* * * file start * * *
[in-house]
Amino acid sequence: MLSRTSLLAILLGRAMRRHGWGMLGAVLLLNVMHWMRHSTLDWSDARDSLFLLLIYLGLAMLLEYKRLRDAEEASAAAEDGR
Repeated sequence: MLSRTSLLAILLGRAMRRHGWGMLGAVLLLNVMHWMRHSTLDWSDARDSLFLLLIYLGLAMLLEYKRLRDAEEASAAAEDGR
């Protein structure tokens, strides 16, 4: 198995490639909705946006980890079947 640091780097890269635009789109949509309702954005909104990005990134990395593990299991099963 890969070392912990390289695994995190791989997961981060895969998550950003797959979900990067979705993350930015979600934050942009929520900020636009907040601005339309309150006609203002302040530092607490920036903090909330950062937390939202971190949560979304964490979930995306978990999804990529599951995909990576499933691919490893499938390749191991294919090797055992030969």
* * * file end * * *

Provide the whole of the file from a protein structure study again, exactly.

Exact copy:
[in-house]
Amino acid sequence: MLSRTSLLAILLGRAMRRHGWGMLGAVLLLNVMHWMRHSTLDWSDARDSLFLLLIYLGLAMLLEYKRLRDAEEASAAAEDGR
Repeated sequence: MLSRTSLLAILLGRAMRRHGWGMLGAVLLLNVMHWMRHSTLDWSDARDSLFLLLIYLGLAMLLEYKRLRDAEEASAAAEDGR
């Protein structure tokens, strides 16, 4: 198995490639909705946006980890079947 640091780097890269635009789109949509309702954005909104990005990134990395593990299991099963 890969070392912990390289695994995190791989997961981060895969998550950003797959979900990067979705993350930015979600934050942009929520900020636009907040601005339309309150006609203002302040530092607490920036903090909330950062937390939202971190949560979304964490979930995306978990999804990529599951995909990576499933691919490893499938390749191991294919090797055992030969």